Cate Blanchett orchestrates Oscar-caliber performance as power-hungry conductor in Tár
Since the #MeToo movement gained steam in 2017, a number of films and TV shows have confronted the new reality in direct and indirect ways. In almost all cases, however, the person behaving badly was a man, as men have long been the ones to hold the most power. But immoral conduct is not limited by gender, as the new film Tár demonstrates.
Cate Blanchett stars as Lydia Tár, a world-renowned conductor currently leading the Berlin Philharmonic. As the film begins, we see her in a number of settings: Giving a live interview in front of an audience, teaching a graduate-level music class, planning her schedule with her assistant, Francesca (Noémie Merlant). It’s clear that she is well-respected by those who know her by reputation, but the closer you get to her, the more her flaws start to reveal themselves.
Bit by bit, the film pokes holes in her holier-than-thou personality. While somewhat affable on the surface, she has a need for power – and a willingness to do anything to hold on to it – that manifests itself in a variety of unsavory ways. Most notable among these is her taste for young female protégés, a desire she does little to hide despite having a child with her wife, Sharon (Nina Hoss).
Written and directed by Todd Field, making his first film since 2006’s Little Children, Tár is most notable for how much time it devotes to setting up Tár as a character. Instead of being overtly obvious about her faults or painting her as blatantly evil, Field instead drops a series of hints about her proclivities while mostly showing her as strong and strong-willed, characteristics that have often been praised in men.
Even when things start to go awry for Tár, Field maintains the nuance of the story, depicting her increasingly fragile mental state through a series of scenes in which she hears mysterious noises. These and other semi-bizarre things that happen to her at various points in the film keep the audience on its collective toes, never sure what is going to be shown next.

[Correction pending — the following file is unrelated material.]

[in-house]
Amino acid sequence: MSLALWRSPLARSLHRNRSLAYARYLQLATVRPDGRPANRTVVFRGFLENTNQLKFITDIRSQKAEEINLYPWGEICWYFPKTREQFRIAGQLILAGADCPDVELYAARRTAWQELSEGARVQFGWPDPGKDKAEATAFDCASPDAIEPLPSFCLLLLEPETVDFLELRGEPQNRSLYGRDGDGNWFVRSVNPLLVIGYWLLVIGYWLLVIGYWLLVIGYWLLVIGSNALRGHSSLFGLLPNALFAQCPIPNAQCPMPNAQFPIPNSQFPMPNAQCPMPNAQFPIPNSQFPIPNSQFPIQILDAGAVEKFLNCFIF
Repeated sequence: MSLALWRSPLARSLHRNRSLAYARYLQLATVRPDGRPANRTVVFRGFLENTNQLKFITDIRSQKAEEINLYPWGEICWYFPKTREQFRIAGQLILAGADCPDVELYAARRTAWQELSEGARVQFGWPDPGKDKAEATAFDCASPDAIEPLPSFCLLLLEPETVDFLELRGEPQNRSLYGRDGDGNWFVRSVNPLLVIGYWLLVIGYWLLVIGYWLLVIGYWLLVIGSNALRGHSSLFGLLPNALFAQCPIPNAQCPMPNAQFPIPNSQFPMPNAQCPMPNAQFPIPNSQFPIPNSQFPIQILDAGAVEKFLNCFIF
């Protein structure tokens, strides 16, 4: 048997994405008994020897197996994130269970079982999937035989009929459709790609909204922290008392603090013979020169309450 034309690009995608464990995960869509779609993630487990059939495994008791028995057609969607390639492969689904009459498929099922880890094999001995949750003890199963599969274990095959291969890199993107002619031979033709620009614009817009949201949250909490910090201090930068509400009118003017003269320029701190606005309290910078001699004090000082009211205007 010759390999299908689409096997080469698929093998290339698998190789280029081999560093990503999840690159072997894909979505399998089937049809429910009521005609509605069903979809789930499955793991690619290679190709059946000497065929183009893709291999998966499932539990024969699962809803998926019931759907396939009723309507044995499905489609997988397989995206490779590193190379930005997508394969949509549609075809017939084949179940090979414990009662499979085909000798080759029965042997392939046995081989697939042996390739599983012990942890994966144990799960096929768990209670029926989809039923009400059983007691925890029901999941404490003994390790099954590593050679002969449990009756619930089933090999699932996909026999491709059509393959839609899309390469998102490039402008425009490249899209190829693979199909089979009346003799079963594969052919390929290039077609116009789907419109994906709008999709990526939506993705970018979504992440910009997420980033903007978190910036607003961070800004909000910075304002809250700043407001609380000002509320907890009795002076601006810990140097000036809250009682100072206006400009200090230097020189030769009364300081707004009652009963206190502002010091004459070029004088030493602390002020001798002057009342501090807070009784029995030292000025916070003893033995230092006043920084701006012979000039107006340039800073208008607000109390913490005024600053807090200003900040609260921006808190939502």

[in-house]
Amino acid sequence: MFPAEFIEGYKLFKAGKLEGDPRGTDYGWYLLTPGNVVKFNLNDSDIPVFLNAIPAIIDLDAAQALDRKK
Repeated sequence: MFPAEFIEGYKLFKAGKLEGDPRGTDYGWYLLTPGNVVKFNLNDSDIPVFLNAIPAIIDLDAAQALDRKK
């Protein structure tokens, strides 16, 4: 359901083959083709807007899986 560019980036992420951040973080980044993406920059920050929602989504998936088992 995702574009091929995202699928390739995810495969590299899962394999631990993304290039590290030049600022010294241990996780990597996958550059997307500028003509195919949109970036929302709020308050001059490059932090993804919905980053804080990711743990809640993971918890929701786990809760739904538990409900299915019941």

Though the film is set in the rarefied world of classical music, it has a grounded nature that keeps it balanced. Those who know a lot about the world of symphony orchestras will be pleased with the level of detail devoted to the scenes depicting the inner workings, but the story as a whole is most interested in the people, not the politics, of the industry.
The film will likely leave many at a loss as to how to feel about its protagonist. The many factors that come into play – Tár’s gender and sexuality, Blanchett’s own reputation, the history of patriarchy, the upper-class world in which it takes place, among others – all color how the character is perceived. Even when she’s at her worst, Tár still has a magnetism that’s difficult to deny.
Blanchett, per usual, gives an ultra-compelling performance. The two-time Oscar winner will likely secure her seventh nomination, as she enthralls with her choices in voice, movement, and more. Merlant, a French actor best known for Portrait of a Lady on Fire, does a great job in her supporting role, providing her own intensity.
Tár is an of-the-moment film that examines the role of a leader, who’s allowed to lead, and how leaders should act when they rise to power. With one of today’s best actors again at the top of her game, it’s a can’t-miss opportunity for movie lovers.
Tár opens in Fort Worth theaters on October 28.